Obesity epidemic is a national concern

Online Editor| comments | Print this pagePrint | Email this pageShare
blog
A Catholic approach to health care includes helping families maintain a better diet.<--break->

By Guest Blogger Deborah Proctor

In the last three decades, childhood obesity has tripled in the United States. This epidemic now plagues an estimated 9 million American children. It is estimated that more than one third of all children who were born in 2000 will eventually develop diabetes, which is caused by obesity, either during childhood or after adolescence.

As Catholics, our call to social justice is fundamental to extending the healing ministry of Jesus. We want heal all children, especially those who are at-risk of childhood obesity due to their socio-economic status. The high rates of obesity within low income communities is not only an indicator of injustice to a vulnerable population, but also an indicator that underserved members of our community who lack education and resources do not know how to make healthy decisions for themselves and their children, resulting in long-term health concerns for tomorrow's families and leaders.

Health care professionals are particularly concerned with obesity because diabetes can be catastrophic as it progresses. The younger patients are diagnosed, the earlier the health effects—kidney damage, nerve damage, eye disease, and coronary artery disease—emerge. All of these can happen in the prime of their lives.

As a Catholic health care organization, we think this is unacceptable. Through the model of community collaboration and partnerships established by our founding Sisters of St. Joseph of Orange nearly 100 years ago, our response was to launch Healthy For Life, a comprehensive social and health care outreach initiative that focuses on getting children and their families to develop healthy lifestyle choices, focusing on physical activity, self esteem, and diet. As part of our commitment to social justice, our first focus is reaching out to at-risk populations, children and families who are considered low income in each of the communities we serve.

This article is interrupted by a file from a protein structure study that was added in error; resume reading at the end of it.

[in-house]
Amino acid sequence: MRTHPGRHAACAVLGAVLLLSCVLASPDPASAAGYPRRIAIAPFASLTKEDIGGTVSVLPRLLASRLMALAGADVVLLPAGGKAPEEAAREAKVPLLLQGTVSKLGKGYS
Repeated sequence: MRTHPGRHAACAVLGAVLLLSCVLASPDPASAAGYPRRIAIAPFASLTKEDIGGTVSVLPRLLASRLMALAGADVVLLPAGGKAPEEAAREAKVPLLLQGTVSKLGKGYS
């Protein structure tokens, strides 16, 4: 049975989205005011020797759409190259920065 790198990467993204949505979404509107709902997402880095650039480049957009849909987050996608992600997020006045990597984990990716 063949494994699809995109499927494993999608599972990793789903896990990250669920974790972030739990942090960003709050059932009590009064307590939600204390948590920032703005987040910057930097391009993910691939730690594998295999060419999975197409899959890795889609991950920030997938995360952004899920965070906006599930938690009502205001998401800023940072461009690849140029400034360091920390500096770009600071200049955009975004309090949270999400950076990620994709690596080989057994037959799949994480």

Perhaps my favorite success story is a high school student named Otto. A poor diet and lack of activity had led to Otto being obese. He joined the Healthy For Life program and by his senior year, Otto had lost 150 pounds and served as a program ambassador, inspiring other youth to get healthy and fit.

One of the main components of the Healthy For Life program is a curriculum supplement used in more than 100 schools. This program helps thousands of students, more than 60 percent of whom are considered at-risk and the majority of which are Latino.

Research shows that minority communities have disproportionate levels of children who are overweight or obese, in part because low-income families have less discretionary income, less access to healthful foods, and less exposure to educational information about good nutrition. Unfortunately, healthy food is often the most expensive, especially fresh produce. For instance, the American Dietetic Association found that a low-income family would need to set aside a whopping 40 to 70 percent of its entire food budget to fruits and vegetables in order to meet the 2005 Dietary Guidelines, which recommends five to nine servings of fruits and vegetables a day.

We've worked with the Los Angeles Angels, Radio Disney, and renowned Mexican American chefs Jaime Martín del Campo and Ramiro Arvizu to promote this message (here's one example of an online video they did):

>

But we’ve also conducted outreach efforts through local parishes that serve many families who are often underserved and seek assistance through various health and human service programs. We hope that by involving local parishes, we would be able to demonstrate the spiritual as well as the physical connection to living a healthy lifestyle—all part of our effort to treat the body, mind, and spirit of people in the communities we serve.

Addressing childhood obesity, however, is not an easy task and cannot be achieved by St. Joseph Health System alone. In the months and years ahead, we must work together as a community of neighbors, businesses, and Christians to ensure social justice is met. There are millions of Americans all across our nation who look to us as examples in Christ to love our dear neighbors unconditionally, just as Jesus did. Please join us in our fight against childhood obesity. It’s imperative that we focus on helping children and their families choose healthy behaviors for life. We have to care together; we can’t afford not to. 


Guest blogger Deborah Proctor is President & CEO of St. Joseph Health System, an integrated Catholic health care delivery system sponsored by the St. Joseph Health Ministry.

Guest blog posts express the views of the author. They do not necessarily reflect the views of U.S. Catholic, its editors, or the Claretians.